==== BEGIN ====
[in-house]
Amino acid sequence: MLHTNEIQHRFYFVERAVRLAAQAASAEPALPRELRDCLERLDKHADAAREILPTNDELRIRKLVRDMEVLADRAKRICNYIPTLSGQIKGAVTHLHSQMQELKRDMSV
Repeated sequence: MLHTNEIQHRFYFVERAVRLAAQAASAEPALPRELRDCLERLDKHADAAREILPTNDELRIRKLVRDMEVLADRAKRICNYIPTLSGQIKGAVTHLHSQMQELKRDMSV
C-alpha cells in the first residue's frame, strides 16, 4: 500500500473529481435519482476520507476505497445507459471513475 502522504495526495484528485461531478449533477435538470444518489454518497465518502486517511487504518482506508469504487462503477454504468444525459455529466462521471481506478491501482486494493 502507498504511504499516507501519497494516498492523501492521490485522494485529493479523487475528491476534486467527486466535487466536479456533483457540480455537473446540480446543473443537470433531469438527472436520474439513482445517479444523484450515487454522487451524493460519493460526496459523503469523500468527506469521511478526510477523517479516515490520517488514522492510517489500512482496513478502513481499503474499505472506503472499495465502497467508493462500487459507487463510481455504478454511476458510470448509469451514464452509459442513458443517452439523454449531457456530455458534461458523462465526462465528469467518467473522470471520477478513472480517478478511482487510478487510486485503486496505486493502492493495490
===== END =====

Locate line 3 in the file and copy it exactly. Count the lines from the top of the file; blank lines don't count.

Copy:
Repeated sequence: MLHTNEIQHRFYFVERAVRLAAQAASAEPALPRELRDCLERLDKHADAAREILPTNDELRIRKLVRDMEVLADRAKRICNYIPTLSGQIKGAVTHLHSQMQELKRDMSV